CEDAS Academy-ED Strategy Series is a web-based educational learning series developed by UConn Extension in collaboration with the Connecticut Economic Development Association and the Connecticut Economic Research Center. Intended for an audience of economic and community developers, planners, elected officials and other community decision-makers in economic development, the goals are to help these stakeholders increase their understanding of timely, relevant economic development issues and strategies available to address them, become aware of specific examples as best practices or community successes, and learn about relevant local resources available to address these issues. The program is offered as quarterly one-hour webinars (Spring – early May, Summer- mid-June, Fall – October Winter December) which includes a 30-40 minute presentation with a focus on community based examples/case studies followed by 15-20 minutes Q&A and discussion. This project will involve creating educational materials based on resources shared during each webinar. These will take the form of “fact sheets” posted to the UConn Community Development website http://communities.extension.uconn.edu/ Specific tasks /responsibilities include writing an overview of each topic area and its relevance to economic development, compiling resources provided during the webinar, and posting to the website. Topics include food systems based economic development , workforce development, co-working spaces, business retention and expansion, and entrepreneurship development. The student will work closely with work closely with faculty at UConn and economic developers in the CT Economic Development Association. There will be opportunities for sharing this scholarly work with peers through presentations, conferences and webinars.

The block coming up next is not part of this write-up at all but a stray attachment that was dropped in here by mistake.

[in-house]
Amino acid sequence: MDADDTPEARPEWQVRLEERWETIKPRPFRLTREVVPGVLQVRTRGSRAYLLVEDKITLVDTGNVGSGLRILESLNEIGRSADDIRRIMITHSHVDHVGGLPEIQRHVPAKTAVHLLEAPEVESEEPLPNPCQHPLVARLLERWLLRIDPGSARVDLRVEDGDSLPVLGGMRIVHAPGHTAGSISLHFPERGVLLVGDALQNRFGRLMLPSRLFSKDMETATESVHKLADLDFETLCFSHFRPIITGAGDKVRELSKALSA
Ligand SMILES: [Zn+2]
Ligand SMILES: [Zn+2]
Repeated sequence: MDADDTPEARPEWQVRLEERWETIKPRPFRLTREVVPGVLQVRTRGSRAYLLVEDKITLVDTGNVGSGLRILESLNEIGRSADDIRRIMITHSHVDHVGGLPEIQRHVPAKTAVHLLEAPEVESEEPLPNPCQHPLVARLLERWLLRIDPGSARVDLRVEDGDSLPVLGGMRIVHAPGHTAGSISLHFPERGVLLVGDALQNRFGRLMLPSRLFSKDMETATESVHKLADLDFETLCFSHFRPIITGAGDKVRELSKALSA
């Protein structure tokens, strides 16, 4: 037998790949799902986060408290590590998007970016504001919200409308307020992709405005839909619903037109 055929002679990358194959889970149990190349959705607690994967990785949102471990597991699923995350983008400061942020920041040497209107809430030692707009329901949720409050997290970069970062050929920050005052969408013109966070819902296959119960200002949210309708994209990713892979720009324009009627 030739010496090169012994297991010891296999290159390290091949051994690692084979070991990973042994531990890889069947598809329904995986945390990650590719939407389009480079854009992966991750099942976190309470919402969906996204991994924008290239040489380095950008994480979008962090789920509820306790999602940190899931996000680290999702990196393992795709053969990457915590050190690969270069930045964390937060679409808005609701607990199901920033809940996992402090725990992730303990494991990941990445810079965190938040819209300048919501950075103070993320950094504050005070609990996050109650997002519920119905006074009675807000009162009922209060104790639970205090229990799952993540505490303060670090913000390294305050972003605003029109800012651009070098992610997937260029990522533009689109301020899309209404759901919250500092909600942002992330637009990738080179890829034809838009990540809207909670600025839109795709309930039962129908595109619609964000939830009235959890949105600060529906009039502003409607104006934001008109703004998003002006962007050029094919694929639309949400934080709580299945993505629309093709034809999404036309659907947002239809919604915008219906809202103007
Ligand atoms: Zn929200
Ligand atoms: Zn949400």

Understanding Links between Multi-Use Trails and Public Health